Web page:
Dante Stills is stealing all the headlines in the preseason, and for good reason. Everyone from news outlets to the Big 12 Conference has praised the homegrown Mountaineer star this summer, and he is poised to etch his name in the West Virginia football record books this season.

Obviously, Stills isn’t keeping WVU defensive line coach Andrew Jackson up at night, but rather the guys behind him on the depth chart. Luckily, that lack of sleep isn’t caused by a fear of those guys taking the field. Jackson is confident in nine of his defensive linemen, so the challenge is instead figuring out who should be getting which allotment of snaps.

“I’ve got to figure out how to get all these guys in the game,” Jackson said. “Hopefully it’s like hockey subs where you see three and four guys roll in at a time.”

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Ideally, Jackson wants the starters to get 60 percent of the snaps on defense, then the second and third groups to evenly split the other 40 percent. According to WVU’s depth chart from the start of camp, Stills, Taijh Alston and Jordan Jefferson will get that 60 percent, but who will get which side of the last 40 percent?

There are six (or maybe seven) guys vying for those snaps — two transfers and four returners. If there’s one thing that they all have in common, it’s size.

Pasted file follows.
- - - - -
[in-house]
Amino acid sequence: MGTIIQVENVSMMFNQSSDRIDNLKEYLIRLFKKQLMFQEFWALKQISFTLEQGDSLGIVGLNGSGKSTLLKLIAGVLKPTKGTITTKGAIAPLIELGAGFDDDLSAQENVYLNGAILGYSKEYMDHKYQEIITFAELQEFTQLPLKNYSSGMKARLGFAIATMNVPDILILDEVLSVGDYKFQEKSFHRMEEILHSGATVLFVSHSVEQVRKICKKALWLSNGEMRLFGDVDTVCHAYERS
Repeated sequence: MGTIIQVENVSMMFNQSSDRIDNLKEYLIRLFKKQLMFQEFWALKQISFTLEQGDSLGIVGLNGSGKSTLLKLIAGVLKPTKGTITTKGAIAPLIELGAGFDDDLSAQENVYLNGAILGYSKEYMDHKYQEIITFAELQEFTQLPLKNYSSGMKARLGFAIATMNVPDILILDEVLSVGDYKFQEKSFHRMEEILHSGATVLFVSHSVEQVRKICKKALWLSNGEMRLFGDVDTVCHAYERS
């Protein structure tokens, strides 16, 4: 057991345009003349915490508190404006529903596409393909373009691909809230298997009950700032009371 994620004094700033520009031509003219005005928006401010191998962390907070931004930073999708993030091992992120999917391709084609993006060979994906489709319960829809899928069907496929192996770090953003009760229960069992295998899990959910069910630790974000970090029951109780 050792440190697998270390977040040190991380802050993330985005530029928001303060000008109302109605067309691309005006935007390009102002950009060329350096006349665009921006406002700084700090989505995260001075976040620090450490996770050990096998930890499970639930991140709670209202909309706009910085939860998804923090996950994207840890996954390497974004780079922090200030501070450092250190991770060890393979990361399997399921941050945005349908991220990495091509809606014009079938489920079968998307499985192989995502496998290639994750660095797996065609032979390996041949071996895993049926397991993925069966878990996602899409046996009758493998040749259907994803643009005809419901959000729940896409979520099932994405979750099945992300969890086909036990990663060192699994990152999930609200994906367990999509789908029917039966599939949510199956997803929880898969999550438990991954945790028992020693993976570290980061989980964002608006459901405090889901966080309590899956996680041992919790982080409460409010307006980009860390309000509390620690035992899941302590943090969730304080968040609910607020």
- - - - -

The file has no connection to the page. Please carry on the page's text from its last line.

“I hit the treadmill pretty hard this summer so I’m shrinking down to be the smallest guy in the room,” Jackson said. “But it’s good having guys that I can’t see around or see over, so I feel better — and more protected if I go out in public.”

One of those big guys is Mike Lockhart, a redshirt sophomore who joined the Mountaineers from Georgia Tech. He played in 21 games for the Yellow Jackets, so he provides a comfortable amount of Power Five experience to the D-line room.

Jackson said his knowledge of the game and his size (a listed 317 pounds) will help provide depth to that unit, wherever the team may need him.

“He’s a bit of a dancing bear, I wouldn’t just pin him as a nose because of what the scale says,” Jackson said. “We’ll see how he comes along further through camp.”

Sean Martin, a sophomore from Bluefield, West Virginia, is another guy fighting for those second-string snaps. He played in all 13 games as a freshman for WVU in 2021 at defensive end.

That might change this year, as Jackson said he has increased his versatility.

“He’s going to play everywhere, I mean he’s 6-6, 290-plus now, I can put him anywhere we need a blow, really,” “Depending on the matchups or depending on the game week, wherever we have injuries, Sean can play all over the place.”

The final depth chart decision falls on Neal Brown, but still, this depth challenge is a good one for Jackson. Instead of establishing a set-in-stone pecking order, he is focusing on building as many usable combinations as possible before Sept. 1.

“Whether it’s Dante and JJ and Asani [Redwood], or Jalen [Thornton], Sean and whoever,” Jackson said. “Being able to mix them in at different times so it doesn’t have to be this line, this line and this line, but all of them playing together would be a beautiful thing.”